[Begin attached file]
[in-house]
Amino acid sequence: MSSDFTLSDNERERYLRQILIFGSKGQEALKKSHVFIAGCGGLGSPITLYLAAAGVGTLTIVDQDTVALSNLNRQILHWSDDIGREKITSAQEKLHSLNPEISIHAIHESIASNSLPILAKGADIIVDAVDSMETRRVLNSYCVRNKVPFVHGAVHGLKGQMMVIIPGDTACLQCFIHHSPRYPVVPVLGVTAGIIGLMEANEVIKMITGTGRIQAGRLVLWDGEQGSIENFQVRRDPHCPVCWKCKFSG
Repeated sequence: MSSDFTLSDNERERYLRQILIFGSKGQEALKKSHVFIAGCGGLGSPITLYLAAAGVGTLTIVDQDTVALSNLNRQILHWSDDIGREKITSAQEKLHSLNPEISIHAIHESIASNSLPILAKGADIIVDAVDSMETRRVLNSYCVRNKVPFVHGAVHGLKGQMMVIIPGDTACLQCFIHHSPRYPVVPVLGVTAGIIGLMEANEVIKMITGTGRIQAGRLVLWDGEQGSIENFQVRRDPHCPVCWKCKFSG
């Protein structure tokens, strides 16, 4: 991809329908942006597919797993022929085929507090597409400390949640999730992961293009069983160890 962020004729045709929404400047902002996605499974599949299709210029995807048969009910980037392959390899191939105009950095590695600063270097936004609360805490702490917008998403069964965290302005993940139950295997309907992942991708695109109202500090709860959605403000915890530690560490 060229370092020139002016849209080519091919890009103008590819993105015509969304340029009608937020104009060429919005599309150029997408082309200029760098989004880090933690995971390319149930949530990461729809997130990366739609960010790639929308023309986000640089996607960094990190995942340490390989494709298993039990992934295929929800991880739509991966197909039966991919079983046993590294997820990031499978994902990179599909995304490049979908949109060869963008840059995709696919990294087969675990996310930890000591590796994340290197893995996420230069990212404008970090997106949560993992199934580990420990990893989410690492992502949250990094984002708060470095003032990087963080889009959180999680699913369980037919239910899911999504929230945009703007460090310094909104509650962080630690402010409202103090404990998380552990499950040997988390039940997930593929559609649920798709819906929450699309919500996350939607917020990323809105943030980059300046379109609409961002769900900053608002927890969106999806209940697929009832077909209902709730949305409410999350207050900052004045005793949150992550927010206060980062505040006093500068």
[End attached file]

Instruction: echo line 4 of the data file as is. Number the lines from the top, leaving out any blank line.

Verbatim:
């Protein structure tokens, strides 16, 4: 991809329908942006597919797993022929085929507090597409400390949640999730992961293009069983160890 962020004729045709929404400047902002996605499974599949299709210029995807048969009910980037392959390899191939105009950095590695600063270097936004609360805490702490917008998403069964965290302005993940139950295997309907992942991708695109109202500090709860959605403000915890530690560490 060229370092020139002016849209080519091919890009103008590819993105015509969304340029009608937020104009060429919005599309150029997408082309200029760098989004880090933690995971390319149930949530990461729809997130990366739609960010790639929308023309986000640089996607960094990190995942340490390989494709298993039990992934295929929800991880739509991966197909039966991919079983046993590294997820990031499978994902990179599909995304490049979908949109060869963008840059995709696919990294087969675990996310930890000591590796994340290197893995996420230069990212404008970090997106949560993992199934580990420990990893989410690492992502949250990094984002708060470095003032990087963080889009959180999680699913369980037919239910899911999504929230945009703007460090310094909104509650962080630690402010409202103090404990998380552990499950040997988390039940997930593929559609649920798709819906929450699309919500996350939607917020990323809105943030980059300046379109609409961002769900900053608002927890969106999806209940697929009832077909209902709730949305409410999350207050900052004045005793949150992550927010206060980062505040006093500068």